At first , it seems like a good idea, especially considering the wide variety of grits available. But it is not without caveats.
Sandblasting is great for initial scale and rust removal.
It is also a very effective method for "prep" operations; if a surface is to receive a coating of any type, then you can effectively double the surface area by sandblasting, which will significantly improve the bond between metal and coating. (This is also why a sandblasted surface is more prone to oxidation.)
Beyond residual removal and surface prepping for subsequent operations, the effective utility of the sandblasting method is really going to depend on the design of blade you wish to make, and the standards to which you adhere.
For example, any design requiring crisp, well-defined lines will not be a candidate for this method.
It can provide a decent satin finish, providing the condition of the surface is already where you want it. This is important, because there is a difference between the way the abrasive is applied to the surface, and the resulting effect of that particular application.
For example, it will not remove scratches in the same manner as a sheet abrasive.
This is a control issue, because what we are actually doing during scratch removal is taking the metal outside of the scratch and bringing it down to the same level as the lowest point in the scratch. Easily accomplished with sheet abrasive and a backer; not so with loose abrasive.
When using loose abrasive in a propelled manner, it is allowed to penetrate into the scratch. The end result is that while any scratches will appear to "blend in" with the rest of the surface, the depression itself is still there. The higher in grit progression you go, the more noticeable this becomes- instead of appearing flat, the surface can now appear to have a slight "wave" defect when observed under scrutiny.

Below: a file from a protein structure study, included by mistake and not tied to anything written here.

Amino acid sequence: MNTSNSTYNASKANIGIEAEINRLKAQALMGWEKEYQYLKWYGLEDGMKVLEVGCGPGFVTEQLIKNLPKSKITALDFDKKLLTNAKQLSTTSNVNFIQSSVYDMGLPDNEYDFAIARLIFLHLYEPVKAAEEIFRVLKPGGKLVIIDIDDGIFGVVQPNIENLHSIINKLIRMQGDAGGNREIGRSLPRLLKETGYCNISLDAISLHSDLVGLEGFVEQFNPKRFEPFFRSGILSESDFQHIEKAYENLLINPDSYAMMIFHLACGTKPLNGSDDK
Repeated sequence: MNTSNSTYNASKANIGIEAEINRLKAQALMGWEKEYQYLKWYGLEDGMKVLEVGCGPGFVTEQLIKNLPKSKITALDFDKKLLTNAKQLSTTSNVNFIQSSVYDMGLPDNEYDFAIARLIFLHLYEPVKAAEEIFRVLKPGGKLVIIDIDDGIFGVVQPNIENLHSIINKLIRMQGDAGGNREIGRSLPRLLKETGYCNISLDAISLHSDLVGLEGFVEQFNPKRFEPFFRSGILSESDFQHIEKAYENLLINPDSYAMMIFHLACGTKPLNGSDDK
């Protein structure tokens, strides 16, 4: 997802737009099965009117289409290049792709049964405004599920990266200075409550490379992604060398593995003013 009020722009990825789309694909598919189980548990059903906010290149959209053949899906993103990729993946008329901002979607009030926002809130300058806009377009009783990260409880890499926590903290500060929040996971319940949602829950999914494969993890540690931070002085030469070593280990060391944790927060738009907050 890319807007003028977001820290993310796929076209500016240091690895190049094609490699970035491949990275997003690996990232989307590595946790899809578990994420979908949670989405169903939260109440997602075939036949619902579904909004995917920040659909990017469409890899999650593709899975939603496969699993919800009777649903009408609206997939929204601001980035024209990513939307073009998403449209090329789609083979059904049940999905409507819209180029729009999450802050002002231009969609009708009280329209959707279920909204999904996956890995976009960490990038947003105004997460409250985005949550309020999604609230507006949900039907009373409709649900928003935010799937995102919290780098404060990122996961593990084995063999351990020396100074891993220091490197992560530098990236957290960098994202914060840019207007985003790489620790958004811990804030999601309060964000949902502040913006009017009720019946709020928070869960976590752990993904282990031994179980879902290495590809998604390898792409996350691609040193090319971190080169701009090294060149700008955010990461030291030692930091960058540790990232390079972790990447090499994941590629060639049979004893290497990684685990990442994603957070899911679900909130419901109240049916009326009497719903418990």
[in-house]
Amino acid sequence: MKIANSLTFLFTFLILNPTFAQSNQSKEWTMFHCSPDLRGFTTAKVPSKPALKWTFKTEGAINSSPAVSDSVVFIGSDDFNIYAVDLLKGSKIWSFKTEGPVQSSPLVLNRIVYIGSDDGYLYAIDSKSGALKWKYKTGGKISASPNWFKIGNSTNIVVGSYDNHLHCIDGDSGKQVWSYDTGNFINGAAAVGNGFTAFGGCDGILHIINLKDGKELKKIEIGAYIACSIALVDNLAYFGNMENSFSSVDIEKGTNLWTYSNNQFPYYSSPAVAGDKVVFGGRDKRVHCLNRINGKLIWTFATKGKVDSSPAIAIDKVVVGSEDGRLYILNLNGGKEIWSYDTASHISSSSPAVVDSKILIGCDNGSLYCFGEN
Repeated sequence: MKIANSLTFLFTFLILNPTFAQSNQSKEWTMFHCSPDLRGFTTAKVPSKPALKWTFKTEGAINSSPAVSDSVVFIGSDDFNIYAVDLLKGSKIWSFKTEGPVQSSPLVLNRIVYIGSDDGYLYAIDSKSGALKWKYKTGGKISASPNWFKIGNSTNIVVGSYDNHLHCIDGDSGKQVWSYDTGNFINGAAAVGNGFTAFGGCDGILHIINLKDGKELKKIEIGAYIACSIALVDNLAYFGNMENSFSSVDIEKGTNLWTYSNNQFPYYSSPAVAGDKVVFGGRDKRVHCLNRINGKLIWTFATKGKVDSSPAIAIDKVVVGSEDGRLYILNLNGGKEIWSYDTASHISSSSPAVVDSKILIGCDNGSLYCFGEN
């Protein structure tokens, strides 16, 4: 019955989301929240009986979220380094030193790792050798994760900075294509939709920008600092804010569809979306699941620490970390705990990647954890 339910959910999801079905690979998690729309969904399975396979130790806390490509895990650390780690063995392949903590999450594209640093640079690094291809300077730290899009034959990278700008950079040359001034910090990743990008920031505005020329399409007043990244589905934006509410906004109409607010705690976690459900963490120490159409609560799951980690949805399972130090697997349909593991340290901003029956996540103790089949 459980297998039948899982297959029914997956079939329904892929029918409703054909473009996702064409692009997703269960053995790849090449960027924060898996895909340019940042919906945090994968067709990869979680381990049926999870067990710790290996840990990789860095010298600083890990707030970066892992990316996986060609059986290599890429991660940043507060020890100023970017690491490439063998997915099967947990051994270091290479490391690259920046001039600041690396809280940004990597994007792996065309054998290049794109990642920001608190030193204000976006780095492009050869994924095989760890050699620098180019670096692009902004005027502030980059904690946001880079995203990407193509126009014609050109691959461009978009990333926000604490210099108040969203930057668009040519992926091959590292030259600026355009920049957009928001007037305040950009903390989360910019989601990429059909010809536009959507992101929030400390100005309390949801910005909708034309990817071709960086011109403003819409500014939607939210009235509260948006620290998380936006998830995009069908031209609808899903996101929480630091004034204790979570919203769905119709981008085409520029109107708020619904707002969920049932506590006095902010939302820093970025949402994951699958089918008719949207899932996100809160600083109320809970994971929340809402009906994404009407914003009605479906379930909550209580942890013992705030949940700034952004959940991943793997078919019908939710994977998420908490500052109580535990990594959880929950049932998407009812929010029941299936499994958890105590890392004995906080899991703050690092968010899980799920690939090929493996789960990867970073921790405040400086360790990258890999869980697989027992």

Another concern, at least in my experience, is the grading of the bulk blasting abrasive in comparison to that used for quality sheet abrasives. For example, if you specify 400 grit, no abrasive grains should be larger (coarser) than 400 grit. But a portion of it is allowed to be finer.
Grading is determined by the manufacturers, but as a general rule, more consistent grading (meaning the abrasive is within a set parameter to the size specified) equates to higher quality and thus higher cost.
Inconsistent grading can also apply to sheet abrasives, but usually only those of the very lowest quality will suffer this effect.
Please keep in mind that I speak in terms of what is typically available to me from a domestic standpoint; the abrasives you acquire most likely fall within FEPA guidelines, so the above may not even be a consideration for you.
There are some here who do use sandblasting procedures as part of their regimen, and do so successfully.
My recommendation is to consider it a useful part of your tool arsenal to be used in conjunction with the other methods, not as something to replace the other methods.
The primary purpose of the different grits of blasting abrasive is to provide different textures on different materials; any visual effects are to be considered a byproduct of the process.